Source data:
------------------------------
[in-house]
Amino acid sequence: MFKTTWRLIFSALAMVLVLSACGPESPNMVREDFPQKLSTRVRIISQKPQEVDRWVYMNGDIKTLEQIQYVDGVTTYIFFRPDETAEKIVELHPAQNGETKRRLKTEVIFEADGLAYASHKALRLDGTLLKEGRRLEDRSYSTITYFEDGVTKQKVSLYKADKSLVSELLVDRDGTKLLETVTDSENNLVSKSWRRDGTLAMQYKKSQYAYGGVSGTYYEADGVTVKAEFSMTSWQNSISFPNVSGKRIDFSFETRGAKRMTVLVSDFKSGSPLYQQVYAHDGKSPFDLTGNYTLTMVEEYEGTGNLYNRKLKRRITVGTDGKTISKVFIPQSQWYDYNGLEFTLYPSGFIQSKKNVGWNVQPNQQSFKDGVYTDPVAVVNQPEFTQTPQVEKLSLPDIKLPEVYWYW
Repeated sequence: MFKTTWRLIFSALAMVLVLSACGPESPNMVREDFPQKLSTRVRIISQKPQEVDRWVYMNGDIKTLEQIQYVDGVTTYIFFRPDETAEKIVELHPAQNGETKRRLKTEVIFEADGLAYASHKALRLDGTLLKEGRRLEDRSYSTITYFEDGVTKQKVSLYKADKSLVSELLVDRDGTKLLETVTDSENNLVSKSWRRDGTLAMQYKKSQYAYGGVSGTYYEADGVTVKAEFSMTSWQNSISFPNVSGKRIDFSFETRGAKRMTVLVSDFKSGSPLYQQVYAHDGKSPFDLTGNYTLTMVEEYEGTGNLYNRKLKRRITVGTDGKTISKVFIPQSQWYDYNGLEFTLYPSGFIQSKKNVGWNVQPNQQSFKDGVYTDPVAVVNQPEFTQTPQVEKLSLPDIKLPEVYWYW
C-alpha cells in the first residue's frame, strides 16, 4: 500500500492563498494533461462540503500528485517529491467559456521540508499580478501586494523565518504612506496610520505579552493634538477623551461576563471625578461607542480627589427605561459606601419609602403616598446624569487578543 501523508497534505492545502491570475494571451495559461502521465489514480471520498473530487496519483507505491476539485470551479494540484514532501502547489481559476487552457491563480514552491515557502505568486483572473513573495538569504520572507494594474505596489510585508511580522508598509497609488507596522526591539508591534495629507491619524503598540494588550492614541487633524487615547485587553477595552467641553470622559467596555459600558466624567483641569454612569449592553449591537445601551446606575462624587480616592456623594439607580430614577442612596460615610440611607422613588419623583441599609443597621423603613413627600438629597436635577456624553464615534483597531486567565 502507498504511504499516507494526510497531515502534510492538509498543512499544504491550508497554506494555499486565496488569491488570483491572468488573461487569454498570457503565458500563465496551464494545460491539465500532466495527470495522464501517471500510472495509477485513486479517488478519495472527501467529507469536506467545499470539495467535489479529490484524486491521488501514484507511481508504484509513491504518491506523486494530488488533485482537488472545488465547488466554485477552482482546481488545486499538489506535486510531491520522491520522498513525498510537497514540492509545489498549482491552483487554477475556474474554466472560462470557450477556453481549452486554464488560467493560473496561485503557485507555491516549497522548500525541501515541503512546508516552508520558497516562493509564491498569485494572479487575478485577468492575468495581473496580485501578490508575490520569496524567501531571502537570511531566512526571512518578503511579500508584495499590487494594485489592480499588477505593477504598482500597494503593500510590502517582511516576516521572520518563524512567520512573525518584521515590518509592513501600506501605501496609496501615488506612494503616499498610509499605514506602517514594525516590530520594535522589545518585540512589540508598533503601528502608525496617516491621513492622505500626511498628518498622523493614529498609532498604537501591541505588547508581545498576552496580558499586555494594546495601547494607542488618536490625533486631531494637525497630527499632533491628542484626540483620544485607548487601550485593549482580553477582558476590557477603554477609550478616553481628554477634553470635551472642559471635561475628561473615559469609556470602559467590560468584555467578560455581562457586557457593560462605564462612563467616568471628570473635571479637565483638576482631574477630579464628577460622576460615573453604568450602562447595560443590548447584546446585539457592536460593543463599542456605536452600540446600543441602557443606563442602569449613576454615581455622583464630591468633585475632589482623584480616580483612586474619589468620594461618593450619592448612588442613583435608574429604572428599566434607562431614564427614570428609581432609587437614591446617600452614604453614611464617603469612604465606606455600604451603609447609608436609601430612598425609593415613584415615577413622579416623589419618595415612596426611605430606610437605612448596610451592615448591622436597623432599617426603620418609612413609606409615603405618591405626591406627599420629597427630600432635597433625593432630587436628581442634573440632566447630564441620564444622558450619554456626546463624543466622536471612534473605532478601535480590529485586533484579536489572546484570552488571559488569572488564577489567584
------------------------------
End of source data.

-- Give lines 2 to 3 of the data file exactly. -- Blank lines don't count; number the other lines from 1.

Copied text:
Amino acid sequence: MFKTTWRLIFSALAMVLVLSACGPESPNMVREDFPQKLSTRVRIISQKPQEVDRWVYMNGDIKTLEQIQYVDGVTTYIFFRPDETAEKIVELHPAQNGETKRRLKTEVIFEADGLAYASHKALRLDGTLLKEGRRLEDRSYSTITYFEDGVTKQKVSLYKADKSLVSELLVDRDGTKLLETVTDSENNLVSKSWRRDGTLAMQYKKSQYAYGGVSGTYYEADGVTVKAEFSMTSWQNSISFPNVSGKRIDFSFETRGAKRMTVLVSDFKSGSPLYQQVYAHDGKSPFDLTGNYTLTMVEEYEGTGNLYNRKLKRRITVGTDGKTISKVFIPQSQWYDYNGLEFTLYPSGFIQSKKNVGWNVQPNQQSFKDGVYTDPVAVVNQPEFTQTPQVEKLSLPDIKLPEVYWYW
Repeated sequence: MFKTTWRLIFSALAMVLVLSACGPESPNMVREDFPQKLSTRVRIISQKPQEVDRWVYMNGDIKTLEQIQYVDGVTTYIFFRPDETAEKIVELHPAQNGETKRRLKTEVIFEADGLAYASHKALRLDGTLLKEGRRLEDRSYSTITYFEDGVTKQKVSLYKADKSLVSELLVDRDGTKLLETVTDSENNLVSKSWRRDGTLAMQYKKSQYAYGGVSGTYYEADGVTVKAEFSMTSWQNSISFPNVSGKRIDFSFETRGAKRMTVLVSDFKSGSPLYQQVYAHDGKSPFDLTGNYTLTMVEEYEGTGNLYNRKLKRRITVGTDGKTISKVFIPQSQWYDYNGLEFTLYPSGFIQSKKNVGWNVQPNQQSFKDGVYTDPVAVVNQPEFTQTPQVEKLSLPDIKLPEVYWYW